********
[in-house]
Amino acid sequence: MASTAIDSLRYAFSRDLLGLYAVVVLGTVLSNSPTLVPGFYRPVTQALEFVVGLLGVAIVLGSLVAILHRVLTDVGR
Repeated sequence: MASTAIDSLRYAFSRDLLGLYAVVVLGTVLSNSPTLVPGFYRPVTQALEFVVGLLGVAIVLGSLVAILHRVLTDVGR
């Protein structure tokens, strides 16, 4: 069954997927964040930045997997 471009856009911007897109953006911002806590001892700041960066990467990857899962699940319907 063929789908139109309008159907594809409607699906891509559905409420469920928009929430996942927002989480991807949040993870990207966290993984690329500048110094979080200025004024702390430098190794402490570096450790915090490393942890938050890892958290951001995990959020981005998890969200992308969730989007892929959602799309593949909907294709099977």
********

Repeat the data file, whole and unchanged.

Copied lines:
[in-house]
Amino acid sequence: MASTAIDSLRYAFSRDLLGLYAVVVLGTVLSNSPTLVPGFYRPVTQALEFVVGLLGVAIVLGSLVAILHRVLTDVGR
Repeated sequence: MASTAIDSLRYAFSRDLLGLYAVVVLGTVLSNSPTLVPGFYRPVTQALEFVVGLLGVAIVLGSLVAILHRVLTDVGR
């Protein structure tokens, strides 16, 4: 069954997927964040930045997997 471009856009911007897109953006911002806590001892700041960066990467990857899962699940319907 063929789908139109309008159907594809409607699906891509559905409420469920928009929430996942927002989480991807949040993870990207966290993984690329500048110094979080200025004024702390430098190794402490570096450790915090490393942890938050890892958290951001995990959020981005998890969200992308969730989007892929959602799309593949909907294709099977």